Doug Kim Heads to the Final Table
by Craig Cunningham
Doug has had a bit of a roller coaster of a ride to start the day, raising the first two hands only to fold to reraises by Jamie Gold and Richard Lee. Gold then called a raise by Dan Nassif, flopped a set of deuces, and knocked out Dan while Doug moved up to at least $1.979MM. Doug next played a key hand with Gold, checking from the big blind. Flop comes 7-J-2, Doug bets $400k and Gold calls. 5d hits the turn, Doug checks and Gold bets $800k, then Doug calls. Qs comes on the river, and Doug moves all-in. Gold chats him up a bit then mucks, then Doug collects the pot. He gave most of it back when he raised a couple of hands later, was re-raised by Rhett Butler to $1.2M, then Doug called. The flop came 3-9-A, Butler moved all-in, then Doug reluctantly folded.
The ESPN questionnaire that players fill out has a final question: What's one thing you'd like the television audience to know about you? Doug left it blank, finally writing No comment in the space. It's not that he is void of interest, it's just that he's just a young guy like many of us or our kids.
Doug grew up in Yonkers then moved to Hartsdale, New York for his childhood. His father is a physician, and his mother helps out in his office. "I did a lot of typical kid things growing up, played video games, was in the orchestra, started playing the guitar. I was a fairly normal guy." Off to Duke, he enjoyed the college experience including Duke basketball, but the thing he liked most about Duke were the fellow students. "I think college is mostly about the people you meet. Most of the ones at Duke were not a-holes, and I found some good friends while I was there."
His poker career started fairly innocuously as often happens. "I started playing $0.15/0.30 with buddies, then when I got to Duke I played in the home game there. I lost something like $500 in a semester when I was a freshman, and I was devestated. It was alot of money then. During the summer, I started reading more about poker, and when I was a sophomore I played better. I didn't win big money, but I didn't lose alot. I had a friend of mine from Northwestern who told me about bonus hunting as a way to build my bankroll, and that coupled with the $25 NLHE cash games started building my bankroll. I've been playing bigger recently, probably $3/6 NLHE as the biggest game I play now."
Coming into the World Series, Doug had a practical view of his outlook. "I have $10k in chips, but maybe my equity is a bit better than most. It's like I'm in a lottery with 8,700 other people, but I have a few more tickets than others. The big thing I've seen are people playing too poorly, pushing with poor hands or overbetting. Pushing pre-flop is what everyone wants to do here." Heading into Day 3, Doug sat with $95,200 good for 295th out of 1,159 players. "I was just trying to get in position to get more, to get further. I never wanted to get ahead of myself." With each day, the situation changed. He headed into Day 4 with $372k, 43rd out of 481 players. Day 5 $939k, 24th of 135, and Day 6 $1.3M (27th of 45). Day 7th he had $3.6M in chips and sat 10th place of the 27 players left.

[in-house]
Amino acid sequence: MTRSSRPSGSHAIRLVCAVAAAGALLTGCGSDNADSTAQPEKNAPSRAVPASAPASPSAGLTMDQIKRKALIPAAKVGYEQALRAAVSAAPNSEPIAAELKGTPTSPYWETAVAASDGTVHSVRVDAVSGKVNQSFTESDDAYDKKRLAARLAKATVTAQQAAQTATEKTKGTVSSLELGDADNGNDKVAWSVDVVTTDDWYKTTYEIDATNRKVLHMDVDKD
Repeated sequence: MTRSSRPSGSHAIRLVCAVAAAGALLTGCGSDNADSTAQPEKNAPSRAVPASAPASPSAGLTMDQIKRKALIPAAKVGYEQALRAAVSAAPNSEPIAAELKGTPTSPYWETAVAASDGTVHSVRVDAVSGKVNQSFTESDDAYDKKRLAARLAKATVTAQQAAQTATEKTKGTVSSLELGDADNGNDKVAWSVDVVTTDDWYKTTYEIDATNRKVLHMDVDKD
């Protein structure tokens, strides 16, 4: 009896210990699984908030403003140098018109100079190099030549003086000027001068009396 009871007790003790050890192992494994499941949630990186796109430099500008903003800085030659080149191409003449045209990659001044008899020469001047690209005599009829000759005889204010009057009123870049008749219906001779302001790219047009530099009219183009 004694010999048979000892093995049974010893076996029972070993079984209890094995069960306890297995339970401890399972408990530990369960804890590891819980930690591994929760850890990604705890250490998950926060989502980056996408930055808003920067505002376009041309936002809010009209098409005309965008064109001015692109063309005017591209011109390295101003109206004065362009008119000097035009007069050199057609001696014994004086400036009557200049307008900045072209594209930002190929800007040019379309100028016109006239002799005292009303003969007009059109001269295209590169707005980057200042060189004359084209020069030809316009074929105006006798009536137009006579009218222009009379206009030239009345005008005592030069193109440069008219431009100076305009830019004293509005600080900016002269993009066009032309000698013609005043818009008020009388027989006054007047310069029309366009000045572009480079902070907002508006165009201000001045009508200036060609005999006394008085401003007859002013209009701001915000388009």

There are a few traits that all of us can learn from Doug. The first is patience. This is somewhat similar to playing tight, but it also has to do with not feeling compelled to act. When he's drifted from this patience, he's suffered. Another very important characteristic is humility. That may not be the right word necessarily, but he doesn't see every small battle as a war. That has served him well when he's made reads that he's beaten. They haven't always been the right read. On the last hand of Day 6, Lee Kort made a big bluff at a pot that would have been nice to win heading into the last 27 players. Doug folded, and Kort showed the bluff. "That last hand, congratulations to him. If he's willing to risk that, then I'm OK with that. I can't think about how many chips I could have or did have, I just have to go on from there."
While Johnny Chan can be seen hovering behind Jamie Gold from time to time, Doug draws from his friend Jason Strasser and a couple of other players for advice and pep talks. It is a stark difference to see Gold with Chan vs. Doug with Jason. Gold seems to seek out Chan for approval or reinforcement, leaking a bit of insecurity along the way. Doug is more prone to spend some time with Jason over a dinner break talking about a couple of situations. Doug is a peer of Jason's from an understanding of the game and the complexities of theory that are being advanced today.
Doug has shown a real ability to adjust and deal with adversity. We've seen that from a couple of other players, like Richard Lee, Erik Friberg, and Paul Wasicka at this final table. Doug Kim is at the final table of the Main Event, an incredible feat. If he wins it, he'll be the newest version of Chris Moneymaker, Greg Raymer, and Joseph Hachem. In fact, he'll be a fusion of these three. He's the everyman that Moneymaker brought to the felt, but more the college-age player taking the game by storm. He'll be the poker student and theoritician like Raymer, but drawing and learning from those like Raymer and others who have contributed so much to this simple game. And like Hachem, underneath Doug's skin burns a fire to succeed, an emotion under control but feeding his pursuit. "I haven't tried to get ahead of myself, but everyday changes your perspective. I've had a couple of talks with my friends, and they've urged me to play for first. That doesn't mean playing recklessly, but it means that I have my eyes set on getting to the end." He's one of nine players with a chance to accomplish that goal. He'll start well behind chipleader Jamie Gold and at a disadvantage to Allen Cunningham as all there will, but as this World Series has shown, anything can happen.